- WASHINGTON (Reuters) -- Pentagon
auditors took aim at Vice President Dick Cheney's old company Halliburton
on Tuesday and said they found "significant deficiencies" in
its handling of billions of dollars of work in Iraq.
- In testimony at a hearing on Iraq contracts on Capitol
Hill, the head of the Pentagon's audit agency cited problems with the Texas-based
firm's billing system and sub-contracts and potential over-charging for
meals served to troops.
- Halliburton subsidiary Kellogg Brown and Root has the
potential to earn more than $18 billion under two major contracts in Iraq,
one to handle logistics for U.S. troops and another to restore Iraq's oil
- "DCAA has identified significant deficiencies in
KBR's estimating practices related to the award of subcontract costs,"
said William Reed, director of the Defense Contract Audit Agency, in prepared
- He said these deficiencies led to potential overpricing
at dining halls in Kuwait and Iraq for U.S. troops and that the military
was holding back on paying $186 million for meals.
- The company's own internal analysis found KBR probably
over-estimated meal charges by about 19 percent but military auditors said
this could be as high as 36 percent, Reed told the House of Representatives
Committee on Government Reform.
- Halliburton, which is being investigated by several government
departments for its contracts in Iraq, has vigorously defended its work
- The company is a popular target of criticism by Democrats
during this presidential election year, a focus the Republicans say is
driven by a bid to damage the credibility of the Vice President, who ran
Halliburton from 1995-2000.
- Democratic Rep. Henry Waxman of California told Cheney
in a letter last weekend that one of Cheney's key staffers, Lewis Libby,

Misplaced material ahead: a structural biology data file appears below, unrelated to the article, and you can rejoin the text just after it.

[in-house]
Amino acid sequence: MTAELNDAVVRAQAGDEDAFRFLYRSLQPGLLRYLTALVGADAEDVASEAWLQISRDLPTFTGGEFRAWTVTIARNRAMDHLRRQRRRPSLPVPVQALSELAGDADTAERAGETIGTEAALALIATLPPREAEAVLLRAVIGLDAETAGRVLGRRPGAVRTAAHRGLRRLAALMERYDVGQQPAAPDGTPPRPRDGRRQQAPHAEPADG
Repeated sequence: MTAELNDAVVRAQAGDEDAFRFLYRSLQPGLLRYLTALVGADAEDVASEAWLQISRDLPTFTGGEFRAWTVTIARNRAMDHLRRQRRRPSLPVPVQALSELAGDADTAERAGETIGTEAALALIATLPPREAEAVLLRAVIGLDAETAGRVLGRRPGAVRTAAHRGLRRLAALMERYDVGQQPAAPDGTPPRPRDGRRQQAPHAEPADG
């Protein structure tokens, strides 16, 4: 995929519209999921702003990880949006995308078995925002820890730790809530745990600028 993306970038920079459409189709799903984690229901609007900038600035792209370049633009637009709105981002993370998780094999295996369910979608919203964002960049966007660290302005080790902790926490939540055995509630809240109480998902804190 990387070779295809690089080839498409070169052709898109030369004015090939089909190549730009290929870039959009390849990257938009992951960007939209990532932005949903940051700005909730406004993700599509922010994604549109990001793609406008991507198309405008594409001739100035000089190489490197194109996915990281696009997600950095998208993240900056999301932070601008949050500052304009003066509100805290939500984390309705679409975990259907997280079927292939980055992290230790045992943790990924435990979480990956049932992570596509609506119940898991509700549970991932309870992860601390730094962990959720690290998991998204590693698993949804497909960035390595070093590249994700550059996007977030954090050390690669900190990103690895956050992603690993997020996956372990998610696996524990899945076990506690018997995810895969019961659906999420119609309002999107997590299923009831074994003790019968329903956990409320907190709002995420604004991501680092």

and other senior administration officials were briefed about the Defense
Department's plan to award Iraq deals to Halliburton.
- Cheney's office denies any wrongdoing and says the vice
president did nothing improper and played no role in getting his former
company lucrative Iraq business.
- Waxman was expected at Tuesday's hearing to blast the
committee's chairman, Rep. Tom Davis of Virginia, for not allowing former
Halliburton employees to give testimony about alleged overspending and
waste by the company in Iraq.
- A report by the General Accounting Office, which was
presented at the hearing, found some problems with the use of Halliburton's
logistics contract to do work in Iraq.
- "We found the use of the LOGCAP contract in Kuwait
and Iraq was not adequately planned, nor was it planned in accordance with
applicable Army guidance," said David Walker, comptroller general
of the GAO, which conducts investigations at Congress's request.
- He said work plans, or task orders, were frequently revised
which made oversight difficult. For example, a task order supporting troops
in Iraq was revised seven times in less than a year. Another for logistical
support for troops in Kuwait was changed 18 times between September 2002
and December 2003.
- Auditors also found problems with other contracts in
Iraq including billing issues in a $420 million deal given to San Diego-based
Titan Corp . to provide translators.
- One of Titan's employees and a subcontractor were named
in a prison abuse scandal in Iraq and Reed said the company had told the
government it would "adjust" previously billed work done by these
people amounting to over $178,000.
- Auditors are also looking at a contract held by CACI
International, which provided interrogators for Iraq and which has been
named in the prison abuse scandal.
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